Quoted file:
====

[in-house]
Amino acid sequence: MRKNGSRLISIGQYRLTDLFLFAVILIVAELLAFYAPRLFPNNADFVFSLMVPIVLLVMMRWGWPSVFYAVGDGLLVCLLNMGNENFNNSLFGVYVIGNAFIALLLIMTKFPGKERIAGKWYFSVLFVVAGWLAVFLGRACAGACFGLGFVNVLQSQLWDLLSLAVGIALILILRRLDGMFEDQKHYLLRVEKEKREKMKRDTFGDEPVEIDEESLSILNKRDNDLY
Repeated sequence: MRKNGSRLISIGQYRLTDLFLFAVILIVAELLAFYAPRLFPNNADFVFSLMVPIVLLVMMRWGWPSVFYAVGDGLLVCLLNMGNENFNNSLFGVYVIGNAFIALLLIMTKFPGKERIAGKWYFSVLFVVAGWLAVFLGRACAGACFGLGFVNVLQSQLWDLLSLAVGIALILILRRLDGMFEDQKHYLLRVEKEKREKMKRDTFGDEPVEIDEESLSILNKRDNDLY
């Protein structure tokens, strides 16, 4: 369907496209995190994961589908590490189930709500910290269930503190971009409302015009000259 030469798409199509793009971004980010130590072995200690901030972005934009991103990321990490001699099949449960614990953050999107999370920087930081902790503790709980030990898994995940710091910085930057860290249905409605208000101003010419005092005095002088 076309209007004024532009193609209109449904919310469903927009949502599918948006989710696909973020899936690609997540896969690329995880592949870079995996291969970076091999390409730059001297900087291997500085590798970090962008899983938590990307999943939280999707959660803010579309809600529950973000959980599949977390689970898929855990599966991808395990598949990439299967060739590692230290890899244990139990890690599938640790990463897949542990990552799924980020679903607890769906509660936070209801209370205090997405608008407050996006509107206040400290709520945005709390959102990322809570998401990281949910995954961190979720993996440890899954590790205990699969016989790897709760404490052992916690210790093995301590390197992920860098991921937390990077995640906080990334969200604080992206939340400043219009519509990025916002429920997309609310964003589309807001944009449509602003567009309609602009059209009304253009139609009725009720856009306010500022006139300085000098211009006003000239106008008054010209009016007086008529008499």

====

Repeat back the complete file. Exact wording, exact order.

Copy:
[in-house]
Amino acid sequence: MRKNGSRLISIGQYRLTDLFLFAVILIVAELLAFYAPRLFPNNADFVFSLMVPIVLLVMMRWGWPSVFYAVGDGLLVCLLNMGNENFNNSLFGVYVIGNAFIALLLIMTKFPGKERIAGKWYFSVLFVVAGWLAVFLGRACAGACFGLGFVNVLQSQLWDLLSLAVGIALILILRRLDGMFEDQKHYLLRVEKEKREKMKRDTFGDEPVEIDEESLSILNKRDNDLY
Repeated sequence: MRKNGSRLISIGQYRLTDLFLFAVILIVAELLAFYAPRLFPNNADFVFSLMVPIVLLVMMRWGWPSVFYAVGDGLLVCLLNMGNENFNNSLFGVYVIGNAFIALLLIMTKFPGKERIAGKWYFSVLFVVAGWLAVFLGRACAGACFGLGFVNVLQSQLWDLLSLAVGIALILILRRLDGMFEDQKHYLLRVEKEKREKMKRDTFGDEPVEIDEESLSILNKRDNDLY
């Protein structure tokens, strides 16, 4: 369907496209995190994961589908590490189930709500910290269930503190971009409302015009000259 030469798409199509793009971004980010130590072995200690901030972005934009991103990321990490001699099949449960614990953050999107999370920087930081902790503790709980030990898994995940710091910085930057860290249905409605208000101003010419005092005095002088 076309209007004024532009193609209109449904919310469903927009949502599918948006989710696909973020899936690609997540896969690329995880592949870079995996291969970076091999390409730059001297900087291997500085590798970090962008899983938590990307999943939280999707959660803010579309809600529950973000959980599949977390689970898929855990599966991808395990598949990439299967060739590692230290890899244990139990890690599938640790990463897949542990990552799924980020679903607890769906509660936070209801209370205090997405608008407050996006509107206040400290709520945005709390959102990322809570998401990281949910995954961190979720993996440890899954590790205990699969016989790897709760404490052992916690210790093995301590390197992920860098991921937390990077995640906080990334969200604080992206939340400043219009519509990025916002429920997309609310964003589309807001944009449509602003567009309609602009059209009304253009139609009725009720856009306010500022006139300085000098211009006003000239106008008054010209009016007086008529008499």